“Even after days since the results, it still feels very unreal. As a very shy person, the sudden surge of attention is really shocking for me. It created this mixture of emotions: happiness, excitement, fear, etc. The fear mostly stems from the uncertainty of how much this major accomplishment will impact my life and what paths will open up,” shared Barro days after the results of the board exams were released.

The days of pacing back and forth in his room in anticipation and constantly being reminded by the motivational quote that says, ’Aim for Number One’, were over for Barro; after all, he is now the number one. But beneath this achievement, he shared that it was never an easy journey to get to where he is now.

“I had no intention of going to Med school and that gave me almost four months of study time. The first month went so well.  I made sure to dedicate myself to one subject each week. I listed and bought a lot of books and taped notes of lessons I kept forgetting on my wall. I had a plan that I followed diligently. I felt unstoppable, being able to finish whole subjects and even thick books in a short amount of time, including the reviewers given to us. However, burnout happened.”

Barro mentioned that he was enrolled in two review centers and finished neither of it. The pressure and the thought of not being able to live up to the expectations that were set for him started to get in his brain. Constant over-thinking that resulted to sleepless nights and this not only affected him intrapersonally, but interpersonally as well.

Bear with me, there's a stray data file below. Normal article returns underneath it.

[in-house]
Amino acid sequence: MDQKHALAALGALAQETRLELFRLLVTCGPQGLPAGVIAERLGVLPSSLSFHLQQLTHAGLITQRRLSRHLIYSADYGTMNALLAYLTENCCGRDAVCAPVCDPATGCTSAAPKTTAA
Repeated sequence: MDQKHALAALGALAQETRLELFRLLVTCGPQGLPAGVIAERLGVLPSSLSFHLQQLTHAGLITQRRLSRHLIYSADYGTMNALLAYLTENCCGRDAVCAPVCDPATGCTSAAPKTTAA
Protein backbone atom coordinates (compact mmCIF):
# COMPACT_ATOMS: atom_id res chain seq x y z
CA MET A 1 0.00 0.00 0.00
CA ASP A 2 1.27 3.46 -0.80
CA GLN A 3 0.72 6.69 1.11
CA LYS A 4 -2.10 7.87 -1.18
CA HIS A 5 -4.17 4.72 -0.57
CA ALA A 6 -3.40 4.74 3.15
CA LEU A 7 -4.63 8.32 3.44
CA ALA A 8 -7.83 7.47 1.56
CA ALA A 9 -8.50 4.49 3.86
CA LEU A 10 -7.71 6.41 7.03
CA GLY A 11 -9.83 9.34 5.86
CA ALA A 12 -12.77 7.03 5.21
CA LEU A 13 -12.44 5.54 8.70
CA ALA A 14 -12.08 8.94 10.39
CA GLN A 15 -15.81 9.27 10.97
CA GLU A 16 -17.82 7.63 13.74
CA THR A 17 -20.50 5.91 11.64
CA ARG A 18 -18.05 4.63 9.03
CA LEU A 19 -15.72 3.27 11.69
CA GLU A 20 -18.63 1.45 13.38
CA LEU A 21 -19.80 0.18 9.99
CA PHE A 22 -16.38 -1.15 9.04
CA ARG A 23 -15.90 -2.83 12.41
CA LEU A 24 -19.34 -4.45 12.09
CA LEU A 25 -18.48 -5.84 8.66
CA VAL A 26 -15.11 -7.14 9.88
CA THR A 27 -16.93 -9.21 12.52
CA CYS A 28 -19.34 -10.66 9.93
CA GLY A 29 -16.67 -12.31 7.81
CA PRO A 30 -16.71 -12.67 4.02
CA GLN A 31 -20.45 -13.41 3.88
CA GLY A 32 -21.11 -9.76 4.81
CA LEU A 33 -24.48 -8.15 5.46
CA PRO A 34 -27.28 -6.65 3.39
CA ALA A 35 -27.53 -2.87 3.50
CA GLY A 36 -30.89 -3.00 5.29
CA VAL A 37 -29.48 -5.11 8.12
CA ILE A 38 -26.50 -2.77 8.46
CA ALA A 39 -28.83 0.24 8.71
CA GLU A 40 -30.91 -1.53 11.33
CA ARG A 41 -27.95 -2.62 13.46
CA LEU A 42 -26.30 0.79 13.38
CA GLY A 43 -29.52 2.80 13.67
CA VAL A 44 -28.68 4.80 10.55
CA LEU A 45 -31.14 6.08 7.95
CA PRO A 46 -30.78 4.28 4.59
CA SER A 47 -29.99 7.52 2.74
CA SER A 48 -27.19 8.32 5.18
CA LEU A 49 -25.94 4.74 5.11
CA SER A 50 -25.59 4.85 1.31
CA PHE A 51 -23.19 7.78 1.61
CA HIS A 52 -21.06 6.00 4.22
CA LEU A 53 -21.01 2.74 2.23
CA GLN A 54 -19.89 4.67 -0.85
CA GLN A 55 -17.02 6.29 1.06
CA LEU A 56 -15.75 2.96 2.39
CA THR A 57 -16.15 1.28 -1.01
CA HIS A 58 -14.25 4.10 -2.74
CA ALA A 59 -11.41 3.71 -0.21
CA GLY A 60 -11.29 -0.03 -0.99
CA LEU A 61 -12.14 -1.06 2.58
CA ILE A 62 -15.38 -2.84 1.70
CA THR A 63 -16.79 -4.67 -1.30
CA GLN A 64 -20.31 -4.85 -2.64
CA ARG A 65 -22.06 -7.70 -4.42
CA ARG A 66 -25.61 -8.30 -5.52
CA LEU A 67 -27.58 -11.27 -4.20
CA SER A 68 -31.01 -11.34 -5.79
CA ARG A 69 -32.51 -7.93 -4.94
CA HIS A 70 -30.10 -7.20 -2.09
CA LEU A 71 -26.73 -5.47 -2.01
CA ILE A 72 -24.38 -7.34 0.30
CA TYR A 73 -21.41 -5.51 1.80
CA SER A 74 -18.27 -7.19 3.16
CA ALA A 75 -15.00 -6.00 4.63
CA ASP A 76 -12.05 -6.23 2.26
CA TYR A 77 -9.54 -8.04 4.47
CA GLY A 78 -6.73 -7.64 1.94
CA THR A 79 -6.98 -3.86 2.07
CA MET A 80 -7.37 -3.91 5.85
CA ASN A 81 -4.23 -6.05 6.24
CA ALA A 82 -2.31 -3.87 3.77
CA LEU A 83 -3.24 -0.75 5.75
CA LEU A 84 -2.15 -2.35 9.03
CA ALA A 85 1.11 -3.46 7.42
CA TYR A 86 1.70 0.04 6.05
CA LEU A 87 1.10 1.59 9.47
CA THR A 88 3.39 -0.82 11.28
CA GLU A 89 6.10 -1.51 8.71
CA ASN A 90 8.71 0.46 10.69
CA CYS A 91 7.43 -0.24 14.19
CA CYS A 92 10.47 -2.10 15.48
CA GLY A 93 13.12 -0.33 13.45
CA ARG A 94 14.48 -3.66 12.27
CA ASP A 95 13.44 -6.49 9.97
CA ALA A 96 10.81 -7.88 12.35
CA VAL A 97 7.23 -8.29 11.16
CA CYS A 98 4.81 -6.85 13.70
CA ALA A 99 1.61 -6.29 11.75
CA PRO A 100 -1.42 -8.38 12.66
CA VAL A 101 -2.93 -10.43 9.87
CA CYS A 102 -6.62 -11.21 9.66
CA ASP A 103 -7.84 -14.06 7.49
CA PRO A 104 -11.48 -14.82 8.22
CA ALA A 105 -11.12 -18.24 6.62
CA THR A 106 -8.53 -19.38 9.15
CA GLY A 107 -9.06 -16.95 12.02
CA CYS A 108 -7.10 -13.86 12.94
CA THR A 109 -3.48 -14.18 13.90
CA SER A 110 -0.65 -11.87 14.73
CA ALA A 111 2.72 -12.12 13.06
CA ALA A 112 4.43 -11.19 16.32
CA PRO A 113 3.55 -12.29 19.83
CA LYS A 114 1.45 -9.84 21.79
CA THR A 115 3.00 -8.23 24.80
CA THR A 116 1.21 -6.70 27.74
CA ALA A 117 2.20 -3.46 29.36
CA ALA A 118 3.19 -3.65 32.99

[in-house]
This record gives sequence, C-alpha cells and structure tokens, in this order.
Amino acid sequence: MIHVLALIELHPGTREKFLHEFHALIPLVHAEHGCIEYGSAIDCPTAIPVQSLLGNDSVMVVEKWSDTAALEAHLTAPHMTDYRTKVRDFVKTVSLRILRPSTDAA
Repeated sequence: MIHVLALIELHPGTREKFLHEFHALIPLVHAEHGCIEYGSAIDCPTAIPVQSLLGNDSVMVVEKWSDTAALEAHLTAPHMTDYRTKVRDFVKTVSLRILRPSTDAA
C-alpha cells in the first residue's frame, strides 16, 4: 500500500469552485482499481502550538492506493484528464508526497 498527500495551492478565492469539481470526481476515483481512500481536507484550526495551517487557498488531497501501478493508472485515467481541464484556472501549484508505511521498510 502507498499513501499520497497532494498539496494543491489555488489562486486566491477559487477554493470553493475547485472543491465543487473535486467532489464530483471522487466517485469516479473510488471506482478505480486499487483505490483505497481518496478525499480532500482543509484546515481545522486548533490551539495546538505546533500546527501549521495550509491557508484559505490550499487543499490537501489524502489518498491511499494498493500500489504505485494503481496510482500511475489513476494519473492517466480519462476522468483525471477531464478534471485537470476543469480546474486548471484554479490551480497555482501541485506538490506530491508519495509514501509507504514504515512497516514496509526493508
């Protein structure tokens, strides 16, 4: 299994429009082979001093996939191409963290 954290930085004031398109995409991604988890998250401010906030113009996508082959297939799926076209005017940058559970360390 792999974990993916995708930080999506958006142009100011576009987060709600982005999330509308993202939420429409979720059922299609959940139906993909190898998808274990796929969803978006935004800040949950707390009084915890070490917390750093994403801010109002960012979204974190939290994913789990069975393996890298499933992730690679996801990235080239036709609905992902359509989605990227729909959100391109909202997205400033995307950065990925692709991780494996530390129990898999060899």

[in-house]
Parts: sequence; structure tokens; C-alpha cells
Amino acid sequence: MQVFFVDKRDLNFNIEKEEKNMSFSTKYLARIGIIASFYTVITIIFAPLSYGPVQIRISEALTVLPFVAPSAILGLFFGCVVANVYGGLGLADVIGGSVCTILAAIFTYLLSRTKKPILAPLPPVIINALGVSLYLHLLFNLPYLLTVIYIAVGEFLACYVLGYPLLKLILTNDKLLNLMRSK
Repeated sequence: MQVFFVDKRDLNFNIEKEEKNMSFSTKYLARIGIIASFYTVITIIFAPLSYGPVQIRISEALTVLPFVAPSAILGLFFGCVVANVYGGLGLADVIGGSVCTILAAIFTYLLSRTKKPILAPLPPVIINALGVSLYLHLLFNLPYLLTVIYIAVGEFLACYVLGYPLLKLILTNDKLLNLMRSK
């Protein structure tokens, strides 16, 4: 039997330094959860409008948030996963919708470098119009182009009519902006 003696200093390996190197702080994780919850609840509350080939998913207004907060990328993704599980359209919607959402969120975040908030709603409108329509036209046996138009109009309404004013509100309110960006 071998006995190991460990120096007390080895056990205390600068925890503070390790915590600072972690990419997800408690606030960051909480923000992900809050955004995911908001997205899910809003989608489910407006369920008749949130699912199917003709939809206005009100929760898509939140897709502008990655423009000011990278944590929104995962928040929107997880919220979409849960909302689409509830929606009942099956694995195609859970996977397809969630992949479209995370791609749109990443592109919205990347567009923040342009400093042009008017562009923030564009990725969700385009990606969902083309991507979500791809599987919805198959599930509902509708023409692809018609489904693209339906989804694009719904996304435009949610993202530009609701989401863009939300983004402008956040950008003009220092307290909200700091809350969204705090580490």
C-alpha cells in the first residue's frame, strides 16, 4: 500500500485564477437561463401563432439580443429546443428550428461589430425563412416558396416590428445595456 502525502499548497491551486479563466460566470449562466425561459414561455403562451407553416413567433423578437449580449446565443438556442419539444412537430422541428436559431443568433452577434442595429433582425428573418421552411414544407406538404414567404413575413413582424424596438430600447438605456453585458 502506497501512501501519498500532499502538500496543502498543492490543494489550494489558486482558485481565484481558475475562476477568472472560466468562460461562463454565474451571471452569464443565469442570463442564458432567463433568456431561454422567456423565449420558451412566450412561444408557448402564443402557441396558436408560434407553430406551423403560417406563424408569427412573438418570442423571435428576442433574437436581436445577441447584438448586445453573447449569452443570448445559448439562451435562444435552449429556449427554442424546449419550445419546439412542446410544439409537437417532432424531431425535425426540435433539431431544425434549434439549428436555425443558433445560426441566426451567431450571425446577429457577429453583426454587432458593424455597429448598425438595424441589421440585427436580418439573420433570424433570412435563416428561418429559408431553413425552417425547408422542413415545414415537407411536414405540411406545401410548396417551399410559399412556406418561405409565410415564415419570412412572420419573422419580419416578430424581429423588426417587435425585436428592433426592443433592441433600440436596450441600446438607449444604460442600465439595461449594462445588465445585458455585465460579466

“That was the turning point where I went home to Batangas and started reflecting on what truly mattered most. I decided on self-review. I dedicated a long time finding myself again, taking it easy with walks to the park, video games, and deep conversations with various people. I felt so fortunate having supportive family and friends. We were able to find another psychiatrist nearby. All of these people saved me from self-destruction.”

This life-changing decision rebooted the preparation of Barro for the better and come September. He was regenerated and ready to face his greatest challenge yet. Weeks before the board exams, he had his game face on and a planner to help him keep track of his accomplishments.

“I made sure to also put time for rest. I felt unstoppable again, but this time not because of the pressure, but because I was surrounded by love and the constant reassurance that no matter what happens, I was loved.”

Leading the board exam was a passing thought for Barro. At times when he would dream that perhaps he can be the topnotcher, something inside him would tell him that there might be other people who really worked hard for the test. Despite of this thought, the perseverance that Barro exhibited is commendable— and that is the reason why Barro is truly the crème de la crème of the board.

“During that evening waiting for the results, I kept walking back and forth in anticipation. The days prior to the expected release of results I was actually very calm. I wasn’t fearful because I was confident that I did well enough to pass. However, as soon as the big day came and I saw someone post the link of the PRC website, my anxiety levels went straight up,” said Barro.